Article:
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More babies born at 23 weeks are surviving, study shows
Washington Post

Doctors have made substantial progress in saving the earliest premature babies, with fewer illnesses and disabilities among them, according to a report issued Tuesday by an agency of the National Institutes of Health that looked at two decades of developments in the field.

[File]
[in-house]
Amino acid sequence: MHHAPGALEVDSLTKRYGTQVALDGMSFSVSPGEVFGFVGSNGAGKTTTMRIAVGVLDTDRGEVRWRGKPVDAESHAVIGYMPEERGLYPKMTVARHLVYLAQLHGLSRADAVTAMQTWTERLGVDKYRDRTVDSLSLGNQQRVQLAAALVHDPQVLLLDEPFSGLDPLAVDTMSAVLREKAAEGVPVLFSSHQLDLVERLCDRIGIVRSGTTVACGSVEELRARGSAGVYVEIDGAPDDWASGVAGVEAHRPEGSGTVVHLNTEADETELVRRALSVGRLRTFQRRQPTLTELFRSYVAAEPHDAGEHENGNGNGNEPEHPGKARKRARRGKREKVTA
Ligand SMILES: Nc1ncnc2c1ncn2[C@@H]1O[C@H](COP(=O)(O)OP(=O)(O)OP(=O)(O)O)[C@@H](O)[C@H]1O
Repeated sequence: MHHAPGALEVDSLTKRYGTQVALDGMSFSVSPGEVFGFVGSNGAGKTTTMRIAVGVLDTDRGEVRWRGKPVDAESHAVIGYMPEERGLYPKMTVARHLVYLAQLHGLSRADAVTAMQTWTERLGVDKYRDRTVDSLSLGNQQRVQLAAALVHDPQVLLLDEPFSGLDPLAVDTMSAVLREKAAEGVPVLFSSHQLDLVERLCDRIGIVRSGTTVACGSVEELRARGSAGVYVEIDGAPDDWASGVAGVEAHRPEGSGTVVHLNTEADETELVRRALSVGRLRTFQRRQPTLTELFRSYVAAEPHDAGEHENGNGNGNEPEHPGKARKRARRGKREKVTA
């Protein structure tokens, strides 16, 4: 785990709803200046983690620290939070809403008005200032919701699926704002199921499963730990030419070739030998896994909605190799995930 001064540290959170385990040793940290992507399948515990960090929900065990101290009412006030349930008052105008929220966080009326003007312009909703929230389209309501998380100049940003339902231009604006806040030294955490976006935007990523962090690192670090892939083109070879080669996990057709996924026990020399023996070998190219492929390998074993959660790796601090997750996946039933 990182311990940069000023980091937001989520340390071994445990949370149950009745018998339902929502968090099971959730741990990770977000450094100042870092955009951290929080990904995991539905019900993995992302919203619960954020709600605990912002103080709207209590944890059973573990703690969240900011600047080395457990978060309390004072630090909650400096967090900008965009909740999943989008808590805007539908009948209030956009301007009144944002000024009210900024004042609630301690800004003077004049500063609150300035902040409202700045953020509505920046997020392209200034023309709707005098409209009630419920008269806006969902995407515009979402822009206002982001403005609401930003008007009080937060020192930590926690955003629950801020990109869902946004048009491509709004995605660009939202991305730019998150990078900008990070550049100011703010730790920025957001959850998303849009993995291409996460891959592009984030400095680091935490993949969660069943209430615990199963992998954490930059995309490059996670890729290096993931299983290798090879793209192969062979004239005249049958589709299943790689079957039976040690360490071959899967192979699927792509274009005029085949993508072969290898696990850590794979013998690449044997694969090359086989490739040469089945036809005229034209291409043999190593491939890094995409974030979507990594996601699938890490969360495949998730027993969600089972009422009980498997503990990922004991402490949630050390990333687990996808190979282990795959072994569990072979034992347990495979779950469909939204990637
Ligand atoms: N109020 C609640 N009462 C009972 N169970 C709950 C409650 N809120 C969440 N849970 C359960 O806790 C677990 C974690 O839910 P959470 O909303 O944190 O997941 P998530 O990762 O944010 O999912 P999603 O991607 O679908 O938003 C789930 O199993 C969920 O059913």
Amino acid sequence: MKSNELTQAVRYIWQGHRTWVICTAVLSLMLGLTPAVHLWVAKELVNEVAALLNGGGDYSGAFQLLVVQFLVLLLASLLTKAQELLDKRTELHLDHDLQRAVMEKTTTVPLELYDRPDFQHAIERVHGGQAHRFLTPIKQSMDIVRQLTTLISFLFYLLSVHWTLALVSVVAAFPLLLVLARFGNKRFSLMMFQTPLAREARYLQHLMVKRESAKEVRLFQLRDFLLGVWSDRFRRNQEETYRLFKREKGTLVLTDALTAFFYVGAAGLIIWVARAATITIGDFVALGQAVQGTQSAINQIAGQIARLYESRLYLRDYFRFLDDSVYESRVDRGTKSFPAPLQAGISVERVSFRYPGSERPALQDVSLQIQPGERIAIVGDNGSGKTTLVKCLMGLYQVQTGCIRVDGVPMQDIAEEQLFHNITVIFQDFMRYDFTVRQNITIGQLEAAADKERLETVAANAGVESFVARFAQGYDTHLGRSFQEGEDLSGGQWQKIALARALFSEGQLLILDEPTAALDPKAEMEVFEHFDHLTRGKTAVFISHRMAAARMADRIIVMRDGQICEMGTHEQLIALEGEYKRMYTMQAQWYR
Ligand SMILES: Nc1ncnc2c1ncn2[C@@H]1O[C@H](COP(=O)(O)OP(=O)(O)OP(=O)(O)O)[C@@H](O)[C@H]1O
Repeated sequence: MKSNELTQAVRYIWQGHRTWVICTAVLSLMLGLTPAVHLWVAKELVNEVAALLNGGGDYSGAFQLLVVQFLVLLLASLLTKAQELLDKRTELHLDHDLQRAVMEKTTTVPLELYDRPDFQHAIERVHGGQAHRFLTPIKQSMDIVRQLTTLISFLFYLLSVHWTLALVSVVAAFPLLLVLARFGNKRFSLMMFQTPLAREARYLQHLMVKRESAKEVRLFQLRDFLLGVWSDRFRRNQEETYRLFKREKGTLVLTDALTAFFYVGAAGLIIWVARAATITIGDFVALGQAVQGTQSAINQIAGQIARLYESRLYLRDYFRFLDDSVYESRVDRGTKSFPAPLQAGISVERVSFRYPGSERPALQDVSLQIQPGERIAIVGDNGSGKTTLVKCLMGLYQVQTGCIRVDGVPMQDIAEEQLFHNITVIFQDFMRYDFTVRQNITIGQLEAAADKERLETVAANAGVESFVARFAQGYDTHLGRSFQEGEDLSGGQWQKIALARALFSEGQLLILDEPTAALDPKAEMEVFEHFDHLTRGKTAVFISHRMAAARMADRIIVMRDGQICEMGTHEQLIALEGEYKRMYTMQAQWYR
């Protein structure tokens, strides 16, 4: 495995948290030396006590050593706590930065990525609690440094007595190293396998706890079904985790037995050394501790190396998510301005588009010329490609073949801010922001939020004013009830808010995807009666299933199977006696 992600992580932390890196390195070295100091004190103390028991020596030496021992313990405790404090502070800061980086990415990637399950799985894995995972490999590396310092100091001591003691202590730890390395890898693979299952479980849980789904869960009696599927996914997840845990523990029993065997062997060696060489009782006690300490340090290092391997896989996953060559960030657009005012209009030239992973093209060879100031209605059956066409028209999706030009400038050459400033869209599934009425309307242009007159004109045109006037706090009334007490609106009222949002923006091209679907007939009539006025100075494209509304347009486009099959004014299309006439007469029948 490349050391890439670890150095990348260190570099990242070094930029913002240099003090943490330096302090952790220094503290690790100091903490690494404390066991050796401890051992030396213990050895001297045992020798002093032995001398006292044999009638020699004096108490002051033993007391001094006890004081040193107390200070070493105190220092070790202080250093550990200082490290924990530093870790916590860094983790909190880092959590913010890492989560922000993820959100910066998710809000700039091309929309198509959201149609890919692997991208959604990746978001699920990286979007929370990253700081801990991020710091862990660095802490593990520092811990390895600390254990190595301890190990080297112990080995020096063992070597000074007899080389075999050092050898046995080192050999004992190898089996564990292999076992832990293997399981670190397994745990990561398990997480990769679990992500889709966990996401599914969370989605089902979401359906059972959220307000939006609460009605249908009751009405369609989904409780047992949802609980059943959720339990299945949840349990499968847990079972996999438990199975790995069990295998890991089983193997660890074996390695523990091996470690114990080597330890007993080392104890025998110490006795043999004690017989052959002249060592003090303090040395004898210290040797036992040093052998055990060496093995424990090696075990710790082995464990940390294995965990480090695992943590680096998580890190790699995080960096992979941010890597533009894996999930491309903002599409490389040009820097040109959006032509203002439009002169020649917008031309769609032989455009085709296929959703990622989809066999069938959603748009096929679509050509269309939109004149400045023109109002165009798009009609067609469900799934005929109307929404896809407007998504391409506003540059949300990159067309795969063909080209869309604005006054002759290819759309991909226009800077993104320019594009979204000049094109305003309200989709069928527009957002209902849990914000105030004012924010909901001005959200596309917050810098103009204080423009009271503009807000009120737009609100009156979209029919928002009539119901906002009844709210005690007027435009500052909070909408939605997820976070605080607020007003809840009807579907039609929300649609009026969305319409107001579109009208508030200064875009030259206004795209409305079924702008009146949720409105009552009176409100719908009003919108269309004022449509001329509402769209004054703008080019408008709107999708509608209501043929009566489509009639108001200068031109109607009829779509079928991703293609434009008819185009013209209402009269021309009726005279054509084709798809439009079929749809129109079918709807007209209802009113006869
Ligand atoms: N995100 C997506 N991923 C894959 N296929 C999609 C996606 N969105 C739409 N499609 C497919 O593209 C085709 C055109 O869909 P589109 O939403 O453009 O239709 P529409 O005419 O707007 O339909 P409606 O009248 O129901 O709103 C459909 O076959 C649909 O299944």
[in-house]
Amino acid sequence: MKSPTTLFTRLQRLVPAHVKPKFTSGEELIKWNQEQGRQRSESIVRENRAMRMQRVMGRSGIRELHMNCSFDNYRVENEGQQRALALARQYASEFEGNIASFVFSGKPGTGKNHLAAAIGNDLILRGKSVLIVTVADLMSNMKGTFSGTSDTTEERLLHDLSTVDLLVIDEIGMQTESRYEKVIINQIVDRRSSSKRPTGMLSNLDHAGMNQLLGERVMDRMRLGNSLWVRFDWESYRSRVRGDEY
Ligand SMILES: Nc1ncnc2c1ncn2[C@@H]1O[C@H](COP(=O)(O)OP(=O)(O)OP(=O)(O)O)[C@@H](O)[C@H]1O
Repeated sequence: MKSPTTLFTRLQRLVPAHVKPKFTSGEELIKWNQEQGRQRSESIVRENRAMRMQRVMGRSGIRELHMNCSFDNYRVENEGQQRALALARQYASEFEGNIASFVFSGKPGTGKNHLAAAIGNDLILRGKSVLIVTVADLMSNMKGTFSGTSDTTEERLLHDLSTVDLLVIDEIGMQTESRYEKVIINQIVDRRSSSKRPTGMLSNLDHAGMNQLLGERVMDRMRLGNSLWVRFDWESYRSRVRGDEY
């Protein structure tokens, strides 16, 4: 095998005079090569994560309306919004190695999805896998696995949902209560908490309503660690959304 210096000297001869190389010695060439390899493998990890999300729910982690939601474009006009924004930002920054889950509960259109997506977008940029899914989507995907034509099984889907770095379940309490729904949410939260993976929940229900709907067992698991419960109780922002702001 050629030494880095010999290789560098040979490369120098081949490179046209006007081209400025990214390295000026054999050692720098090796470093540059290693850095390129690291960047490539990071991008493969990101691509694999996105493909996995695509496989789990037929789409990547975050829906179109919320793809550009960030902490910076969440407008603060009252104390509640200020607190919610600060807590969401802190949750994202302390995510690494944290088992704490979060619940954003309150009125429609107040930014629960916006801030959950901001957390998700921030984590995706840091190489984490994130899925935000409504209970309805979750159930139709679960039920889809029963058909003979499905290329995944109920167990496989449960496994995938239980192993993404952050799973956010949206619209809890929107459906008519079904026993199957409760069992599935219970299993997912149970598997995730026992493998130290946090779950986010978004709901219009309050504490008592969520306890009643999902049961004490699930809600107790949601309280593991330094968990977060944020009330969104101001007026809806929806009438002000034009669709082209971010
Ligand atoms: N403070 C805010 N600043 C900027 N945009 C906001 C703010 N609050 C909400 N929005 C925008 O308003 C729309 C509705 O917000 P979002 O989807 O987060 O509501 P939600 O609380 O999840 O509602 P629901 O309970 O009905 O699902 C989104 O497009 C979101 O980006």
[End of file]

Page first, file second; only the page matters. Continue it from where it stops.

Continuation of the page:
Babies born between 22 and 28 weeks of gestation and who weighed 400 to 1,500 grams (14.1 to 52.9 ounces) have benefited from new practices instituted between 1993 and 2012, the period of the study, said Rosemary Higgins, program scientist for the neonatal research network at the National Institute of Child Health and Human Development, who was senior author on the paper.

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